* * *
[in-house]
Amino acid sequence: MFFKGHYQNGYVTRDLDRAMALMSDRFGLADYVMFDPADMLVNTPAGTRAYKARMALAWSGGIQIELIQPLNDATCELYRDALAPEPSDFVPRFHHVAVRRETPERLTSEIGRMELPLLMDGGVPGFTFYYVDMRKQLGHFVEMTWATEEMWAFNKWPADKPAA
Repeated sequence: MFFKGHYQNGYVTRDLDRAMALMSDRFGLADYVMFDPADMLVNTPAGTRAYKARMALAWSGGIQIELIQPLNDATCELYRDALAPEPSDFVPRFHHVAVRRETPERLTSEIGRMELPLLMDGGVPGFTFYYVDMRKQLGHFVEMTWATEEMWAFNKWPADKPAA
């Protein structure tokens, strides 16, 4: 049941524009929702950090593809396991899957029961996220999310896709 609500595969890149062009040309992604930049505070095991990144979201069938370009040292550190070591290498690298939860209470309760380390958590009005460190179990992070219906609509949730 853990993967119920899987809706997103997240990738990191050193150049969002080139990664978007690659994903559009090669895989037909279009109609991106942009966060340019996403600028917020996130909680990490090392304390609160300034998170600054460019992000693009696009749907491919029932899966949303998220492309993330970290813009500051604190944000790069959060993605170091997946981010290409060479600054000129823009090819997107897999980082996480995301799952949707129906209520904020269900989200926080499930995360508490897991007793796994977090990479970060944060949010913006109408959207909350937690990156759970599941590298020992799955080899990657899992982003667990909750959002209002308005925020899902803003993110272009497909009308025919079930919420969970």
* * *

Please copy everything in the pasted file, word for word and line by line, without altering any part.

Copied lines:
[in-house]
Amino acid sequence: MFFKGHYQNGYVTRDLDRAMALMSDRFGLADYVMFDPADMLVNTPAGTRAYKARMALAWSGGIQIELIQPLNDATCELYRDALAPEPSDFVPRFHHVAVRRETPERLTSEIGRMELPLLMDGGVPGFTFYYVDMRKQLGHFVEMTWATEEMWAFNKWPADKPAA
Repeated sequence: MFFKGHYQNGYVTRDLDRAMALMSDRFGLADYVMFDPADMLVNTPAGTRAYKARMALAWSGGIQIELIQPLNDATCELYRDALAPEPSDFVPRFHHVAVRRETPERLTSEIGRMELPLLMDGGVPGFTFYYVDMRKQLGHFVEMTWATEEMWAFNKWPADKPAA
């Protein structure tokens, strides 16, 4: 049941524009929702950090593809396991899957029961996220999310896709 609500595969890149062009040309992604930049505070095991990144979201069938370009040292550190070591290498690298939860209470309760380390958590009005460190179990992070219906609509949730 853990993967119920899987809706997103997240990738990191050193150049969002080139990664978007690659994903559009090669895989037909279009109609991106942009966060340019996403600028917020996130909680990490090392304390609160300034998170600054460019992000693009696009749907491919029932899966949303998220492309993330970290813009500051604190944000790069959060993605170091997946981010290409060479600054000129823009090819997107897999980082996480995301799952949707129906209520904020269900989200926080499930995360508490897991007793796994977090990479970060944060949010913006109408959207909350937690990156759970599941590298020992799955080899990657899992982003667990909750959002209002308005925020899902803003993110272009497909009308025919079930919420969970």